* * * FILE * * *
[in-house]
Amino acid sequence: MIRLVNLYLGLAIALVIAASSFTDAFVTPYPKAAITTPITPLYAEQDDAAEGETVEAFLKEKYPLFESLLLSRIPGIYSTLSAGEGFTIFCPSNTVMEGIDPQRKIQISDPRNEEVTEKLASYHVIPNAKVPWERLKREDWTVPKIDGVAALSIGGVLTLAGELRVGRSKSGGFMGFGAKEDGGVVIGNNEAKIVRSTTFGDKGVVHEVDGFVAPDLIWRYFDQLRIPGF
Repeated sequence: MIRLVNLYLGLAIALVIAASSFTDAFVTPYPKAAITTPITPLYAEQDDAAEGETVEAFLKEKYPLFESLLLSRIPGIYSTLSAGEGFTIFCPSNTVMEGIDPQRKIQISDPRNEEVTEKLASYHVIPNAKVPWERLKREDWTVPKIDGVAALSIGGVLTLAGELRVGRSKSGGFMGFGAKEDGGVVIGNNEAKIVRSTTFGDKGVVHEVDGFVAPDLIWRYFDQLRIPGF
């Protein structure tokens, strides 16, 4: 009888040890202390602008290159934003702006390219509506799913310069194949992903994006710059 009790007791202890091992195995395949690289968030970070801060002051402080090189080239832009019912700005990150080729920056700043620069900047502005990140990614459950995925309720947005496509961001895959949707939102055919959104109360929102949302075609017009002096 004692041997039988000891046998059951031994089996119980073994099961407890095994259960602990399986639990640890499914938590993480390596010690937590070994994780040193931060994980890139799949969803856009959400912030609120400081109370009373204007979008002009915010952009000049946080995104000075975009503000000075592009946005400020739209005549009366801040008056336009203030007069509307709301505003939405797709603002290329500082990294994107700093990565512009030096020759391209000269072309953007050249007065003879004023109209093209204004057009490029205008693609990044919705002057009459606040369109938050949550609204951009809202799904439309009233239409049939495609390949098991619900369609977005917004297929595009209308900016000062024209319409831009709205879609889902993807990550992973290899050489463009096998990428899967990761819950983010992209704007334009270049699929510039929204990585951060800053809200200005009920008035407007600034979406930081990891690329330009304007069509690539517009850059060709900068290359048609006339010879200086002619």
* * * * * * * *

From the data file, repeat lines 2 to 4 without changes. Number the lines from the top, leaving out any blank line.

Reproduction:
Amino acid sequence: MIRLVNLYLGLAIALVIAASSFTDAFVTPYPKAAITTPITPLYAEQDDAAEGETVEAFLKEKYPLFESLLLSRIPGIYSTLSAGEGFTIFCPSNTVMEGIDPQRKIQISDPRNEEVTEKLASYHVIPNAKVPWERLKREDWTVPKIDGVAALSIGGVLTLAGELRVGRSKSGGFMGFGAKEDGGVVIGNNEAKIVRSTTFGDKGVVHEVDGFVAPDLIWRYFDQLRIPGF
Repeated sequence: MIRLVNLYLGLAIALVIAASSFTDAFVTPYPKAAITTPITPLYAEQDDAAEGETVEAFLKEKYPLFESLLLSRIPGIYSTLSAGEGFTIFCPSNTVMEGIDPQRKIQISDPRNEEVTEKLASYHVIPNAKVPWERLKREDWTVPKIDGVAALSIGGVLTLAGELRVGRSKSGGFMGFGAKEDGGVVIGNNEAKIVRSTTFGDKGVVHEVDGFVAPDLIWRYFDQLRIPGF
């Protein structure tokens, strides 16, 4: 009888040890202390602008290159934003702006390219509506799913310069194949992903994006710059 009790007791202890091992195995395949690289968030970070801060002051402080090189080239832009019912700005990150080729920056700043620069900047502005990140990614459950995925309720947005496509961001895959949707939102055919959104109360929102949302075609017009002096 004692041997039988000891046998059951031994089996119980073994099961407890095994259960602990399986639990640890499914938590993480390596010690937590070994994780040193931060994980890139799949969803856009959400912030609120400081109370009373204007979008002009915010952009000049946080995104000075975009503000000075592009946005400020739209005549009366801040008056336009203030007069509307709301505003939405797709603002290329500082990294994107700093990565512009030096020759391209000269072309953007050249007065003879004023109209093209204004057009490029205008693609990044919705002057009459606040369109938050949550609204951009809202799904439309009233239409049939495609390949098991619900369609977005917004297929595009209308900016000062024209319409831009709205879609889902993807990550992973290899050489463009096998990428899967990761819950983010992209704007334009270049699929510039929204990585951060800053809200200005009920008035407007600034979406930081990891690329330009304007069509690539517009850059060709900068290359048609006339010879200086002619």